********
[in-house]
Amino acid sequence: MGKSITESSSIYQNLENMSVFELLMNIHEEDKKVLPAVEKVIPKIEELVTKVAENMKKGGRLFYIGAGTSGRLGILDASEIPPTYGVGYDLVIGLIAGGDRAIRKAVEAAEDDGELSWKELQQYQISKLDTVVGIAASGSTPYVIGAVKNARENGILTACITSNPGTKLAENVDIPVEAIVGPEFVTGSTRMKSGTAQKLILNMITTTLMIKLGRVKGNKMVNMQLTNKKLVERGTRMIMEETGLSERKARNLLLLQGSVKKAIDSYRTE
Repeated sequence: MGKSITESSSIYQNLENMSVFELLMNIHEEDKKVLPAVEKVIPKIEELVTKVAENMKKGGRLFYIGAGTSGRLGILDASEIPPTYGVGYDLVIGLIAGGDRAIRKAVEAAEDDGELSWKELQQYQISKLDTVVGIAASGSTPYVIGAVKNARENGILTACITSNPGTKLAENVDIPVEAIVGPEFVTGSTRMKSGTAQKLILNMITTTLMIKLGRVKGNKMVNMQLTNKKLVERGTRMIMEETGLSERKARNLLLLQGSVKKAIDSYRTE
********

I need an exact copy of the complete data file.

[in-house]
Amino acid sequence: MGKSITESSSIYQNLENMSVFELLMNIHEEDKKVLPAVEKVIPKIEELVTKVAENMKKGGRLFYIGAGTSGRLGILDASEIPPTYGVGYDLVIGLIAGGDRAIRKAVEAAEDDGELSWKELQQYQISKLDTVVGIAASGSTPYVIGAVKNARENGILTACITSNPGTKLAENVDIPVEAIVGPEFVTGSTRMKSGTAQKLILNMITTTLMIKLGRVKGNKMVNMQLTNKKLVERGTRMIMEETGLSERKARNLLLLQGSVKKAIDSYRTE
Repeated sequence: MGKSITESSSIYQNLENMSVFELLMNIHEEDKKVLPAVEKVIPKIEELVTKVAENMKKGGRLFYIGAGTSGRLGILDASEIPPTYGVGYDLVIGLIAGGDRAIRKAVEAAEDDGELSWKELQQYQISKLDTVVGIAASGSTPYVIGAVKNARENGILTACITSNPGTKLAENVDIPVEAIVGPEFVTGSTRMKSGTAQKLILNMITTTLMIKLGRVKGNKMVNMQLTNKKLVERGTRMIMEETGLSERKARNLLLLQGSVKKAIDSYRTE